Thursday, 27 September 2012

Book Review: Why Catholics Should Be Libertarians

Written by  Patrick Krey

Randy England, a Catholic writer and criminal defense attorney, took it upon himself to write a brief primer on libertarianism for Catholics. It should be understood up front that England is not talking about the Libertarian political party or electoral politics but about a political philosophy and how one views government action. In an interview with The New American, England explained his motivation for writing the book. “I wrote Free is Beautiful so that Catholics may understand that libertarianism is the political philosophy most compatible with Christianity and the only one that takes human dignity and free will seriously.”

Free Is Beautiful: Why Catholics Should Be Libertarian is definitely geared to make Catholics become libertarians, but England’s argument might also persuade a few libertarians to become Catholic. This is the third book England has written, and it shows. His style is very easy to read and maintains one’s interest, as he clearly explains what libertarianism is, as well as what libertarianism is not. He also makes the case for how libertarianism is perfectly in line with Catholicism. England separated his book into two parts, with part one focusing almost entirely on explaining why libertarianism is consistent with Christianity and part two further explaining how libertarianism relates to the rest of society.

Simply put, England explains, libertarianism is about the non-aggression principle, which “prohibits the initiation of physical force (or the threat of force) against people or property. The use of force is only legitimate in defense of life or property.” This idea applies to both individuals and governments. That means that if something is wrong for an individual to do — robbery or murder as an example — then that is also wrong if a government does it. England points out that every “government relies on the kind of aggression that would be criminal if used by an individual — that is, the initiation of violence.” Sadly, in present times, we have become accustomed to government using aggressive force or the threat of force to achieve its goals. Libertarians, England states, reject “violence as a solution” and “embrace the goal of eliminating all authority that relies upon the initiation of force to accomplish its ends.”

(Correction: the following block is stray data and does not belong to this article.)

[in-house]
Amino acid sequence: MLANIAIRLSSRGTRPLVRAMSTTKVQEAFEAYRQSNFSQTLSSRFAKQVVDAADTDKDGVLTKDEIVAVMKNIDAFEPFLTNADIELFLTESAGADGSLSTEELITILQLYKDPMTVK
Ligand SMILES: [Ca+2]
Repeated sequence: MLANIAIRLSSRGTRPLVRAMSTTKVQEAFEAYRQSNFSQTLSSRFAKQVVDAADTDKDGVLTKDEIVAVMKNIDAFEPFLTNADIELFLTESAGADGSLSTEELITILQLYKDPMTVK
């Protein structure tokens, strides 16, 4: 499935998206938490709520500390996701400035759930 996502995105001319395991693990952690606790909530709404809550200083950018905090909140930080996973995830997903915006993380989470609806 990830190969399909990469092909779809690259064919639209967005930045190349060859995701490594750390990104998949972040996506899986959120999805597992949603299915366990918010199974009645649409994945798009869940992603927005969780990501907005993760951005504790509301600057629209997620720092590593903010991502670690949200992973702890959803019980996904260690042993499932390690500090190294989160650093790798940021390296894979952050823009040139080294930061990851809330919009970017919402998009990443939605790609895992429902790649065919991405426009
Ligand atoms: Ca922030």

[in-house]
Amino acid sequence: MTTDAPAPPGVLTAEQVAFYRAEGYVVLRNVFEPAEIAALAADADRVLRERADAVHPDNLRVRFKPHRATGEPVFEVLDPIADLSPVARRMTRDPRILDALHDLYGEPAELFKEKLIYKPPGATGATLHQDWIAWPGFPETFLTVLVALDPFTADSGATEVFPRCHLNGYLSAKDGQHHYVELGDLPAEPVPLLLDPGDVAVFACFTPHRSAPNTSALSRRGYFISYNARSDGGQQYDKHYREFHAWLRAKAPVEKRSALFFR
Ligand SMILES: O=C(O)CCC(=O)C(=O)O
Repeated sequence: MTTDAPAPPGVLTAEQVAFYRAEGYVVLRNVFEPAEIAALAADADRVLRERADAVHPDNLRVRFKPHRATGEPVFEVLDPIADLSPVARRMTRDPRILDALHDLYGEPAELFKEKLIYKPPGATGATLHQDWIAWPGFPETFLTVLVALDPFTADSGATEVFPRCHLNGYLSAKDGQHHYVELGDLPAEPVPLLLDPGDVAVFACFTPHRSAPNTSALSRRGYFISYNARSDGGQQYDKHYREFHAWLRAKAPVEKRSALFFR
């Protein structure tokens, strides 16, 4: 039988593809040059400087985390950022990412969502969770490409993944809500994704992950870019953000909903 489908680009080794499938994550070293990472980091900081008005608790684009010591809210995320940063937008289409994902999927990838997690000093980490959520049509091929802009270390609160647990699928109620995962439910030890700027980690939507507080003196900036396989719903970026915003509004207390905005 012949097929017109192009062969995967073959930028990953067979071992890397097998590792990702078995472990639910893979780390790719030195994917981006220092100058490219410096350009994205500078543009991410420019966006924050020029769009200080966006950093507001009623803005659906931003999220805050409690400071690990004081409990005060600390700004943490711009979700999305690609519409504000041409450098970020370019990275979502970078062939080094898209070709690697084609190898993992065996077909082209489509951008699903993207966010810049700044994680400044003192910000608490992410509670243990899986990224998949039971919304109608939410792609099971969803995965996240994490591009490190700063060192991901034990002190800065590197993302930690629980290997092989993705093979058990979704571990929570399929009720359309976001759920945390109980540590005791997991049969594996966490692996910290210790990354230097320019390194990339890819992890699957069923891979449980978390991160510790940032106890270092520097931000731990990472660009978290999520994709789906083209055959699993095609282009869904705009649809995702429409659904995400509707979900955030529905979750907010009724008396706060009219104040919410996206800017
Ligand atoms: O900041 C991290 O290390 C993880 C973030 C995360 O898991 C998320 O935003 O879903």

The supporters of state action on the Left and the Right would be quick to label such rhetoric as the ranting of an anarchist, which, in practice, would produce a lawless society. England addresses such criticism by arguing that order can be accomplished through voluntary, nonviolent means. England reminds readers that authority does not need to come only from an “aggressive government. There are other ways to secure agreement so that orders may be given and obedience expected. Authority based on reciprocity and trust is more powerful than that based on physical coercion.” One idea proposed later in the book is cooperative contractual agreements, which are based on private property rights. These cooperatives, many of which exist today, can take the place of the role presently handled by coercive governments.

As England explains, a society that is based on voluntary association will not make a “perfect world, but real virtue makes a better world than compelled virtue…. Liberty frees us to live — if we choose — a virtuous life in this world, and a life capable of sharing in the divine life in the next.” England echoes that last point throughout the book. “Only free men can become good men. True virtue requires liberty.” This might be met with grumbling from the conservative wing of Christians who view moral evils as an area for state action, but the author reminds the reader that we should have learned from similar approaches in the past, such as the failure of alcohol prohibition, which have shown us that criminalizing vices do not rid us of social problems and, in the majority of cases, end up making the problems far worse.

Libertarianism and the Church

England spends an entire chapter explaining why libertarianism is entirely consistent with Catholicism. From Papal Encyclicals to the writings of Saint Thomas Aquinas, England highlights the similarities and consistent themes between the two belief systems. Such alignment may sound off the wall to Catholics because there are clear pronouncements from church authorities that advocate the use of government coercion to solve social ills, such as for unlibertarian laws like taxes, wage laws, and — in modern times — government-run healthcare and even a global political authority.

Unfortunately, he does not address this contradiction in the book, which some critics might label as misleading. England did not attempt to reconcile libertarianism with the church’s statements, though such a seeming contradiction is easily explained, as he briefly told me in an interview about the book: